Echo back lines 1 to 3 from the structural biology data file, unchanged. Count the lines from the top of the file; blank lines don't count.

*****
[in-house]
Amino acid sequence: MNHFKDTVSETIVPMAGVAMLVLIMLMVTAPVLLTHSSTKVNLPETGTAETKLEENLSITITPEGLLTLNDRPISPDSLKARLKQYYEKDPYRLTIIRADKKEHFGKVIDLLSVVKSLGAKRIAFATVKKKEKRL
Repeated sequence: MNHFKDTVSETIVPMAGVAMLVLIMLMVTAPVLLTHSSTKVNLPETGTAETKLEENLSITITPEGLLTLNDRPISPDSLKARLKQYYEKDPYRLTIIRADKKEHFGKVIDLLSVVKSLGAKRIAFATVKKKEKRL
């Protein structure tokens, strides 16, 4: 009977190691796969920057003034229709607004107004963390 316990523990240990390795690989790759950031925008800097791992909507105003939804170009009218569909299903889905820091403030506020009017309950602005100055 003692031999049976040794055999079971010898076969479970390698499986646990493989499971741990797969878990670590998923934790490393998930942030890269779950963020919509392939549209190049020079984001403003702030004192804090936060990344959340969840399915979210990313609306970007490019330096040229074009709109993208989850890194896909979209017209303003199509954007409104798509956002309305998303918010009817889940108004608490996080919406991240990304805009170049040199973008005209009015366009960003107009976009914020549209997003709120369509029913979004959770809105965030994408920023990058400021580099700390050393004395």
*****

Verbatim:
[in-house]
Amino acid sequence: MNHFKDTVSETIVPMAGVAMLVLIMLMVTAPVLLTHSSTKVNLPETGTAETKLEENLSITITPEGLLTLNDRPISPDSLKARLKQYYEKDPYRLTIIRADKKEHFGKVIDLLSVVKSLGAKRIAFATVKKKEKRL
Repeated sequence: MNHFKDTVSETIVPMAGVAMLVLIMLMVTAPVLLTHSSTKVNLPETGTAETKLEENLSITITPEGLLTLNDRPISPDSLKARLKQYYEKDPYRLTIIRADKKEHFGKVIDLLSVVKSLGAKRIAFATVKKKEKRL